The Cairo Trilogy

Palace Walk (1917-1919)

Palace Walk

We are introduced to Al Sayyid Ahmad Abd Al Jawad, a conservative patriarch and his family-Amina, the subservient wife who doesn’t dare lift her eyes to her husband despite his debaucheries and iron rule that keeps her in house arrest. Fahmy, the law student whose nationalistic fervor makes him stand up against the British and who, when the novel is about to reach its conclusion, breathes his last. Kamal, a courageous young boy with the spunk to make friends with the enemy and who is devoted to his sisters. Yasin, Al Sayyid Ahmad’s first son, whose mother he divorced. Aisha and Khadija, sisters with temperaments and looks that are very different and in contrast to one another. Khadija with her mediocre looks, acerbic tongue and petulant ways. Aisha, with her god-given beauty, impeccable manners and mellow nature. Umm Hanafi, the servant of the Al Jawad household who has been with the family long enough to become an inseparable part of it.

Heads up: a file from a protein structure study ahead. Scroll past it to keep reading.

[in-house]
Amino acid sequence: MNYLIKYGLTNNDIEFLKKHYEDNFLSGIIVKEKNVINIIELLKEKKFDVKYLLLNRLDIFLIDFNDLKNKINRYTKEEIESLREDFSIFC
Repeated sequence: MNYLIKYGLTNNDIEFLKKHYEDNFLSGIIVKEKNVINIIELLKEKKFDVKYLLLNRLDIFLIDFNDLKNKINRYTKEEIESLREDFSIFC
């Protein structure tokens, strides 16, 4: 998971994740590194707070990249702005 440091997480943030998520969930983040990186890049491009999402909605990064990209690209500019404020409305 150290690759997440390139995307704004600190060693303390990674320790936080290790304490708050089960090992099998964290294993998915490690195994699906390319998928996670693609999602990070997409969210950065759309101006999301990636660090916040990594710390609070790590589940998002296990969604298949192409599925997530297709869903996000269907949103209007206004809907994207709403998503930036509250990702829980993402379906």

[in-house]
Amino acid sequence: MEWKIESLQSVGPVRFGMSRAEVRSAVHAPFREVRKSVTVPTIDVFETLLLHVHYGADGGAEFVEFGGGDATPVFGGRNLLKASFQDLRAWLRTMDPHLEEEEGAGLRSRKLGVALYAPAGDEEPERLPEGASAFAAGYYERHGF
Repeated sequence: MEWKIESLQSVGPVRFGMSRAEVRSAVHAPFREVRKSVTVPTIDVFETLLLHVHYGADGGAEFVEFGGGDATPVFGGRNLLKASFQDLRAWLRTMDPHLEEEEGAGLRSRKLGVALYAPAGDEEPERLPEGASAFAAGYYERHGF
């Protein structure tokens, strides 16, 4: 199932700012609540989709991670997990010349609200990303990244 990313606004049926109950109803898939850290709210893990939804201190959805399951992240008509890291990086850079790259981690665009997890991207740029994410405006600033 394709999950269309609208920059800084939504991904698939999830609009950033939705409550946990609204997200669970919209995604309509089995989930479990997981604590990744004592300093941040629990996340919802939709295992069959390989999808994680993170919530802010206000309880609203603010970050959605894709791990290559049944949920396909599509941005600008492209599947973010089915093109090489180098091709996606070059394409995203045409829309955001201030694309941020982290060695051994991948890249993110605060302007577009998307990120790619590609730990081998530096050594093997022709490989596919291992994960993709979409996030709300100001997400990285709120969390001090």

Al Sayyid Ahmad is a devout Muslim whose hypocrisy permits him to set different rules for the women of his household and for the courtesans who add to his bacchanalian revelries characterized by music, wine and promiscuity. During the day, he manages a grocery shop that permits him to flirt every now and then. Seldom does a harsh word or an inappropriate phrase pass his lips when he is with anyone who is not a family member. In him we see something of a split personality: A reticent and short tempered disciplinarian who in his house, will not brook nonsensical or unnecessary talk and outside, a witty and loyal friend whose eloquence with language and passion for life endear everyone who comes into contact with him. Although a thick wall prevents his family from taking part in this lighter side of his personality, they nevertheless greatly revere and love him and just as love of god doesn’t make them less god fearing, love for Al Sayyid Ahmad doesn’t make him less fearful in their eyes.